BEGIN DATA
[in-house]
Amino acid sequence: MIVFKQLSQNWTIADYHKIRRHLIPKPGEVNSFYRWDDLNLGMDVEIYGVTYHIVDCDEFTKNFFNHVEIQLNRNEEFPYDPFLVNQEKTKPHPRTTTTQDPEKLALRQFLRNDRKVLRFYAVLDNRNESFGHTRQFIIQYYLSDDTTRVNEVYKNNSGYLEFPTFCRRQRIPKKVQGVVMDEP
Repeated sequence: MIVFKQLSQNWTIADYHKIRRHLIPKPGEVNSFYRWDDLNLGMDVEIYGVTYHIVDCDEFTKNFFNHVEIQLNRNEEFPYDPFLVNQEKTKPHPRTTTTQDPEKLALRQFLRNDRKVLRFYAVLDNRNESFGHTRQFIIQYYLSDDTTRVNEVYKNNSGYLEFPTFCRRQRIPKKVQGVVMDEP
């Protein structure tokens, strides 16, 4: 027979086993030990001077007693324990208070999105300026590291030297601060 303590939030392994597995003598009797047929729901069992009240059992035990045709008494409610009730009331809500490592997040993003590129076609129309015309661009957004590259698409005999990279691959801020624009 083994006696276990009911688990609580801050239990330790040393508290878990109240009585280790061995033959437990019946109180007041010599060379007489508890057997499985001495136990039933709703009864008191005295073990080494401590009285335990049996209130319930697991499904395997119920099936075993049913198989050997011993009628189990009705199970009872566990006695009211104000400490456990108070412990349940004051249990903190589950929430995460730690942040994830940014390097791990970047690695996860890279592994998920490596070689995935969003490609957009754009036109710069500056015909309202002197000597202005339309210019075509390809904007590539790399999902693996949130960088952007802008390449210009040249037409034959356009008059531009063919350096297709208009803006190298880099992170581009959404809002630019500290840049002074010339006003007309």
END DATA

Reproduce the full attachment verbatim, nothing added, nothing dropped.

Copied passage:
[in-house]
Amino acid sequence: MIVFKQLSQNWTIADYHKIRRHLIPKPGEVNSFYRWDDLNLGMDVEIYGVTYHIVDCDEFTKNFFNHVEIQLNRNEEFPYDPFLVNQEKTKPHPRTTTTQDPEKLALRQFLRNDRKVLRFYAVLDNRNESFGHTRQFIIQYYLSDDTTRVNEVYKNNSGYLEFPTFCRRQRIPKKVQGVVMDEP
Repeated sequence: MIVFKQLSQNWTIADYHKIRRHLIPKPGEVNSFYRWDDLNLGMDVEIYGVTYHIVDCDEFTKNFFNHVEIQLNRNEEFPYDPFLVNQEKTKPHPRTTTTQDPEKLALRQFLRNDRKVLRFYAVLDNRNESFGHTRQFIIQYYLSDDTTRVNEVYKNNSGYLEFPTFCRRQRIPKKVQGVVMDEP
């Protein structure tokens, strides 16, 4: 027979086993030990001077007693324990208070999105300026590291030297601060 303590939030392994597995003598009797047929729901069992009240059992035990045709008494409610009730009331809500490592997040993003590129076609129309015309661009957004590259698409005999990279691959801020624009 083994006696276990009911688990609580801050239990330790040393508290878990109240009585280790061995033959437990019946109180007041010599060379007489508890057997499985001495136990039933709703009864008191005295073990080494401590009285335990049996209130319930697991499904395997119920099936075993049913198989050997011993009628189990009705199970009872566990006695009211104000400490456990108070412990349940004051249990903190589950929430995460730690942040994830940014390097791990970047690695996860890279592994998920490596070689995935969003490609957009754009036109710069500056015909309202002197000597202005339309210019075509390809904007590539790399999902693996949130960088952007802008390449210009040249037409034959356009008059531009063919350096297709208009803006190298880099992170581009959404809002630019500290840049002074010339006003007309």